Philippa realised that far from the children straying from the path and getting left behind, she was the one who had been daydreaming (even if they were not necessarily the kind of daydreams you associated with a glorious spring day, even though it did seem decidedly more dim now – perhaps they had gone further into the woods) she had been guilty of that offence. Well, that would earn her a lecture from Hannah afterwards if she didn’t manage to slip back in unnoticed – which was not going to happen.
There is a split second, when you stumble on a loose paving stone or skid on a patch of ice, when time seems to stand still and you are sure that it will be fine, the situation will be rescued, and your dignity and knees will emerge intact as you regain your balance. Just occasionally, this is true, but more often than not it is not, and though Philippa remained bolt upright (well, apart from ducking to avoid the low-hanging boughs that threatened to scratch her face) she realised that nothing was going to check her fall. “Hannah!” she called, “Mandy – this is so embarrassing, I seem to have got lost, I know the children will have a good laugh!” A few minutes ago, she had heard the children singing “This Old Man” in a knowing or unknowing echo of that famous scene from the film about the missionary rescuing children in the war in China. The woodland birds had joined in, and even the most hardened of cynics might have reluctantly felt their heart warming. Now both birdsong and childsong had faded into the distance and disappeared altogether. I am well and truly lost, thought Philippa. I mean, I can’t be that lost, it’s hardly the Amazon Rain Forest, is it?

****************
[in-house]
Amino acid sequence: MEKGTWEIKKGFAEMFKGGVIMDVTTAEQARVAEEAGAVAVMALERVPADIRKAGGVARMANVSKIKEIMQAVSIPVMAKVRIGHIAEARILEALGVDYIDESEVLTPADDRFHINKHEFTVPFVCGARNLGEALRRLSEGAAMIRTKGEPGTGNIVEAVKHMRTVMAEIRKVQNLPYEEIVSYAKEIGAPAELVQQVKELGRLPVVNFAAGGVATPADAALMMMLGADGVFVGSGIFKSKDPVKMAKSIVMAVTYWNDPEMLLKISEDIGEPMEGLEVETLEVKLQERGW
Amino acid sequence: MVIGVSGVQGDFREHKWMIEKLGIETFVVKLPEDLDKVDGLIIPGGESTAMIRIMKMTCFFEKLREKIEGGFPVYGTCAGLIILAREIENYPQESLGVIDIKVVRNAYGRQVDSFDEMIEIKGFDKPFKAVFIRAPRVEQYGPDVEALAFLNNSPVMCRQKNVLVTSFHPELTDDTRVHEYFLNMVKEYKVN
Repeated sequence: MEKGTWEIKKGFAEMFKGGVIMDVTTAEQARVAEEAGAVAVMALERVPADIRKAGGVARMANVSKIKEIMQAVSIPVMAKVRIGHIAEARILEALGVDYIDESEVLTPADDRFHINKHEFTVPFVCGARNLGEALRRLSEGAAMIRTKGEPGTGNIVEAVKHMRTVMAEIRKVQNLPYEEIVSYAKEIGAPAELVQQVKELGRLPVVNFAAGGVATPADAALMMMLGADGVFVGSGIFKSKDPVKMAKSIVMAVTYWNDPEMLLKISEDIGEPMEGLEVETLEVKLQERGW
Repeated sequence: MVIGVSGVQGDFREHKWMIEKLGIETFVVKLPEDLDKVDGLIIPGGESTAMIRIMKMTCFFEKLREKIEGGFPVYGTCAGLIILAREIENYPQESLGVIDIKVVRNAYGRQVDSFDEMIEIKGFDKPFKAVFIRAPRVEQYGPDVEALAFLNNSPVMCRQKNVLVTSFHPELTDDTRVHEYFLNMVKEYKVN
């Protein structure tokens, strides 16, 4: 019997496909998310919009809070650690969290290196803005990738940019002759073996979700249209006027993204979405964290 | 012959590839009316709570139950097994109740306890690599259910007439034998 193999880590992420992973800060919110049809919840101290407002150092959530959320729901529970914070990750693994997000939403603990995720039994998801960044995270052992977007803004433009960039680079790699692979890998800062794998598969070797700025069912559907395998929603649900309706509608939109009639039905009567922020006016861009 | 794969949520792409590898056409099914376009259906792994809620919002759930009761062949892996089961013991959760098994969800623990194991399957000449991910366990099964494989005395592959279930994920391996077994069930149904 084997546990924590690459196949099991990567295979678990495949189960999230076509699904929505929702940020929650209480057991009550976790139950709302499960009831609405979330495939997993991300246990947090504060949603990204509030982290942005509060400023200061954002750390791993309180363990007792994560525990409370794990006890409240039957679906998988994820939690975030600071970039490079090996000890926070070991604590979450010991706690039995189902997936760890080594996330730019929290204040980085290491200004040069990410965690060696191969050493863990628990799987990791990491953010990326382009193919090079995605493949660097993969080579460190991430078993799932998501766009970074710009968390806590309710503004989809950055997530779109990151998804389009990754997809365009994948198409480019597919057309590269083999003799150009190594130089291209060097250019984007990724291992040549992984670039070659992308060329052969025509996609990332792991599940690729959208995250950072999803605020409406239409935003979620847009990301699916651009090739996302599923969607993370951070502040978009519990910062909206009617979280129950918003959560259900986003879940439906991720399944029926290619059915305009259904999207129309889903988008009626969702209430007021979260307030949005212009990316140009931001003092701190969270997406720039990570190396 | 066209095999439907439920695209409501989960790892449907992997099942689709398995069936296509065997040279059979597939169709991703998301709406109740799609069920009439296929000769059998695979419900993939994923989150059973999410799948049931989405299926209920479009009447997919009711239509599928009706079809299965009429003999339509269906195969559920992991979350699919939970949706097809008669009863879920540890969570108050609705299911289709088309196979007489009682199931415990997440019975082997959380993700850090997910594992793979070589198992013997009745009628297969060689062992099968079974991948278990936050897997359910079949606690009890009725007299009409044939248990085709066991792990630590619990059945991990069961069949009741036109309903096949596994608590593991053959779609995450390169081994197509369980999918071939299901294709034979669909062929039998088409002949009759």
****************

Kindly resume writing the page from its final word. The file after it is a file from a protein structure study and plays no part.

There can be something claustrophobic about trees when their canopies thicken and their branches grow darker and grow damp moss as well as fresh spring leaves. What next, she thought, do I stumble upon the gingerbread house? She would have preferred it if that thought hadn’t occurred to her.
She did not chance upon a gingerbread house. Nor a house of any description.
But, initially to her relief, she did realise that the trees were thinning once more, and that the sunlight was clearer and brighter once more, and that she was emerging from the wood into a clearing. That’s more like it, she thought. And that noise – is it a stream? Or no, maybe it’s a car on a main road, and come to think of it, that will be much more use. There was quite a spring in her step again, and she no longer needed to duck her head to avoid being scratched. No need to bow because of the boughs, she thought, pleased in passing at her own wit and word play, before she realised that the roaring she had heard was not water, and it was not a road, and there was no stream, and there was no car.
But, circling round her, padding and slavering, in a rhythm both lithe and lumbering, were the bears, in a uniform colour, somewhere between sludge brown and rat grey, and Toby had slipped from her grasp to join them, and his expression was not bland anymore, but it blazed with the cold fire of the decades of neglect and spite and contempt that he’d had to endure.
It was payback time.